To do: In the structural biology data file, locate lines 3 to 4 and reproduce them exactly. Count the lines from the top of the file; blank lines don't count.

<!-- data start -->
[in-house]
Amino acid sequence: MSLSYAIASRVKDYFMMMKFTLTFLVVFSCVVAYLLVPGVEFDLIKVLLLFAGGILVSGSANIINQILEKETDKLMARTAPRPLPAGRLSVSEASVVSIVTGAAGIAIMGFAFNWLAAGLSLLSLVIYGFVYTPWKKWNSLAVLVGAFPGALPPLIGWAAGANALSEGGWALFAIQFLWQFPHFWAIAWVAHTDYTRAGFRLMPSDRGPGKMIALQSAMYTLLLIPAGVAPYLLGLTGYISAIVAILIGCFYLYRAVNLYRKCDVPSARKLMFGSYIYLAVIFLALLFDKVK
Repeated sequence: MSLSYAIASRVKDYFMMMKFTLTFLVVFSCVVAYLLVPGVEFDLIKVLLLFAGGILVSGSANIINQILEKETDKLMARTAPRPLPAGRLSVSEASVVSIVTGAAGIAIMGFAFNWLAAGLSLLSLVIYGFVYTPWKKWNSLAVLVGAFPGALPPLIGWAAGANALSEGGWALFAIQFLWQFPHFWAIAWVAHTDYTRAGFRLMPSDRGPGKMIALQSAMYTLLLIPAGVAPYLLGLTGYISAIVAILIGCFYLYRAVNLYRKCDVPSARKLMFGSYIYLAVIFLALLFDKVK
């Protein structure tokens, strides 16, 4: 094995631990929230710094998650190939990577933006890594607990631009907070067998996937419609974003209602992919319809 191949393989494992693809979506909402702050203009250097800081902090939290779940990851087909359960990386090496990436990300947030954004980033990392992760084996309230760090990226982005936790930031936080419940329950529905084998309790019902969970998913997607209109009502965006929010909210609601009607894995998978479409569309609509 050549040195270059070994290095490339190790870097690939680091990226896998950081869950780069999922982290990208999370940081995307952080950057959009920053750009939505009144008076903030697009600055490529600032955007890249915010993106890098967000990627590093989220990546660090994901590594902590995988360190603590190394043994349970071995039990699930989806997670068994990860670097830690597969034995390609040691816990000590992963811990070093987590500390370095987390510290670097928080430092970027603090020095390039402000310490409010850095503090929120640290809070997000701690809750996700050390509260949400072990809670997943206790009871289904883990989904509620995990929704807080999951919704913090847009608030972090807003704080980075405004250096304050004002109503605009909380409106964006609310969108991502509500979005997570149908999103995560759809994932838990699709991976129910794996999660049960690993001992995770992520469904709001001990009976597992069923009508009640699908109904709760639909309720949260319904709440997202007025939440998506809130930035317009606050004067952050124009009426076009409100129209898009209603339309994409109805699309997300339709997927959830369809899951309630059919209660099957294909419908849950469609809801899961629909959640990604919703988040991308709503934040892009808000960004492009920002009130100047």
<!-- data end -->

Repeated sequence: MSLSYAIASRVKDYFMMMKFTLTFLVVFSCVVAYLLVPGVEFDLIKVLLLFAGGILVSGSANIINQILEKETDKLMARTAPRPLPAGRLSVSEASVVSIVTGAAGIAIMGFAFNWLAAGLSLLSLVIYGFVYTPWKKWNSLAVLVGAFPGALPPLIGWAAGANALSEGGWALFAIQFLWQFPHFWAIAWVAHTDYTRAGFRLMPSDRGPGKMIALQSAMYTLLLIPAGVAPYLLGLTGYISAIVAILIGCFYLYRAVNLYRKCDVPSARKLMFGSYIYLAVIFLALLFDKVK
């Protein structure tokens, strides 16, 4: 094995631990929230710094998650190939990577933006890594607990631009907070067998996937419609974003209602992919319809 191949393989494992693809979506909402702050203009250097800081902090939290779940990851087909359960990386090496990436990300947030954004980033990392992760084996309230760090990226982005936790930031936080419940329950529905084998309790019902969970998913997607209109009502965006929010909210609601009607894995998978479409569309609509 050549040195270059070994290095490339190790870097690939680091990226896998950081869950780069999922982290990208999370940081995307952080950057959009920053750009939505009144008076903030697009600055490529600032955007890249915010993106890098967000990627590093989220990546660090994901590594902590995988360190603590190394043994349970071995039990699930989806997670068994990860670097830690597969034995390609040691816990000590992963811990070093987590500390370095987390510290670097928080430092970027603090020095390039402000310490409010850095503090929120640290809070997000701690809750996700050390509260949400072990809670997943206790009871289904883990989904509620995990929704807080999951919704913090847009608030972090807003704080980075405004250096304050004002109503605009909380409106964006609310969108991502509500979005997570149908999103995560759809994932838990699709991976129910794996999660049960690993001992995770992520469904709001001990009976597992069923009508009640699908109904709760639909309720949260319904709440997202007025939440998506809130930035317009606050004067952050124009009426076009409100129209898009209603339309994409109805699309997300339709997927959830369809899951309630059919209660099957294909419908849950469609809801899961629909959640990604919703988040991308709503934040892009808000960004492009920002009130100047």